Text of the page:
NOTE: Caps Extra will count down each week with one of the top 12 events in Washington Capitals’ history.
In early April 1988 the Washington Capitals appeared to be doomed yet again – down three games to one to the defending Wales Conference champions and one loss from another early playoff exit.
After Washington rallied back to force Game 7, the team appeared to be out of luck again when the Philadelphia Flyers raced to a 3-0 lead in the decisive game at Capital Centre. A resilient Capitals group forced overtime, and then April 16, 1988, become one of the most memorable days in franchise history.
Larry Murphy connected on a perfect pass with a guy in his first season with Washington, and then Dale Hunter broke in alone on Philadelphia goaltender Ron Hextall. The goal was Washington’s first signature hockey moment, and remains one of the great tallies in NHL postseason history.
“I remember between the third period and overtime, Lou Strulder, the team’s vice president of marketing at the time, saying to me, ‘If there is a God in heaven, we shouldn’t lose this game,’ ” former Capitals play-by-play man Ron Weber said. They had come so close in either just missing the playoffs or with blowing leads. It was just a lot of postseason heartbreak. This was just such a relief and it felt good for everyone just to feel good.”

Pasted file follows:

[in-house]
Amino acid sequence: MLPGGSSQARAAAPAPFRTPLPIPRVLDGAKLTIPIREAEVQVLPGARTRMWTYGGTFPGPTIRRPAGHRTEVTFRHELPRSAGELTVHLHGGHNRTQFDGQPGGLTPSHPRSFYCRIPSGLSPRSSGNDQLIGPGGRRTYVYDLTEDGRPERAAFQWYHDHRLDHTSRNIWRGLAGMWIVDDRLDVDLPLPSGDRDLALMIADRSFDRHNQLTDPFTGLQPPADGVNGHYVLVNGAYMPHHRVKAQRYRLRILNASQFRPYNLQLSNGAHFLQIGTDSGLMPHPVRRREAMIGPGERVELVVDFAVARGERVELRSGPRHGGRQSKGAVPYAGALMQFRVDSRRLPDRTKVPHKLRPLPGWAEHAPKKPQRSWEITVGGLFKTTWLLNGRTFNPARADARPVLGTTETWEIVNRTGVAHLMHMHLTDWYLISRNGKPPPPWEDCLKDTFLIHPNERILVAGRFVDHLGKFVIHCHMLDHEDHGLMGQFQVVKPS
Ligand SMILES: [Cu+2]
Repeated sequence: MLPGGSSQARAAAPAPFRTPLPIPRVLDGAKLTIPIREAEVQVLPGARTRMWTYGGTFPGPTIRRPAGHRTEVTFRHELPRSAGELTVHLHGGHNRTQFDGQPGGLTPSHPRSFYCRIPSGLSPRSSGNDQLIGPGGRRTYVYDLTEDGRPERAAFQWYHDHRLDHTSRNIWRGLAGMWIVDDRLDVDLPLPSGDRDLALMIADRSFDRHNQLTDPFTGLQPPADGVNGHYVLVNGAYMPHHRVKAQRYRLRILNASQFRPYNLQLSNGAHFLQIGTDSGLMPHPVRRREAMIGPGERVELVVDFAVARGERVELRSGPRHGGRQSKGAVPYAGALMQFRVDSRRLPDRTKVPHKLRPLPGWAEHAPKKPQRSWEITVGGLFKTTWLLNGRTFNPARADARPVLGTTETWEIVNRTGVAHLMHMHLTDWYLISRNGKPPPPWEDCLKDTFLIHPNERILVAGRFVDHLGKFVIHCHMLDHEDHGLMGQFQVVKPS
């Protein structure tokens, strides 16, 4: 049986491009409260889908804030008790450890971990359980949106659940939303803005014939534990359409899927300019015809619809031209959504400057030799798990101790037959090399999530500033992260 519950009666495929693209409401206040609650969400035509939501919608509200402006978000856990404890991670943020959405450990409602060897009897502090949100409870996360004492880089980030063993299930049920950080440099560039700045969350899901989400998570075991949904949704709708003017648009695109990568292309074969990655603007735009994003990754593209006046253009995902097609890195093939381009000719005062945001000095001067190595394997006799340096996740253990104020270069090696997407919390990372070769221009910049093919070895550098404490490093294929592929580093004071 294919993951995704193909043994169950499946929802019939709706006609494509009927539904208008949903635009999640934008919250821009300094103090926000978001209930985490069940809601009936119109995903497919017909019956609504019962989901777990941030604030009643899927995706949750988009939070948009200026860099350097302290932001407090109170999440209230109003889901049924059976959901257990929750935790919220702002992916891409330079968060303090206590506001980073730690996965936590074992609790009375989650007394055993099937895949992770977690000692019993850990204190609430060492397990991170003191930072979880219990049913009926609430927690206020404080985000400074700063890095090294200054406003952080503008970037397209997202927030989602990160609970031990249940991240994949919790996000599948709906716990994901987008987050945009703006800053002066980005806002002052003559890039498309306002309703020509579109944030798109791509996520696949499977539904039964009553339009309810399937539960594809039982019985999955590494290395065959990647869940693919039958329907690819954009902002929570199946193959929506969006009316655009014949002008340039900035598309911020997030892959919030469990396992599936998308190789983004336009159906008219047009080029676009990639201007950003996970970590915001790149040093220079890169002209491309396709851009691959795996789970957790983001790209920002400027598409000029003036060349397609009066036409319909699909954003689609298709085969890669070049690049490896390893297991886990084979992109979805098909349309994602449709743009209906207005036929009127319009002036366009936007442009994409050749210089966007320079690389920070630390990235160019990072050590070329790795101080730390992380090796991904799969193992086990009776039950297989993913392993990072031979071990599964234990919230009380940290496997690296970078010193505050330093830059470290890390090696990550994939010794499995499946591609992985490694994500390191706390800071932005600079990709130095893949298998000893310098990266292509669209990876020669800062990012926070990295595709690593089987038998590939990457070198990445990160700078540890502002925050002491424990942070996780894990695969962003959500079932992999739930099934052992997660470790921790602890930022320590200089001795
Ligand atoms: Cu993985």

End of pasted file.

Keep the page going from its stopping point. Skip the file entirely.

The year before Washington lost a Game 7 at home to the New York Islanders in the fourth overtime. The Capitals had won two first-round series before, but the franchise was known more for its near misses than anything it had accomplished.
Washington was unable to maintain the momentum from Hunter’s overtime heroics and lost to the New Jersey Devils in seven games in the next round, but an iconic moment in franchise lore had been created.
“I will always remember Hextall just laying back in his goal after he saw it go in with the back of his head on the ice,” Weber said. “The other thing I remember is people didn’t want to leave. They just kept applauding and applauding.”
The goal also helped forge a love affair between Hunter and the hockey fans in this city. His number was retired after 12 seasons with the Capitals, and Hunter remains among the top 4 in franchise history in games played, assists and points – not to mention the 2,003 penalty minutes that easily tops the organization’s list.
“He was really the heart and soul here for years,” general manager George McPhee said. “He was an interesting guy. He was a quiet guy who would come to the rink with a smile on his face, but on the ice he was as fierce and competitive as anybody.”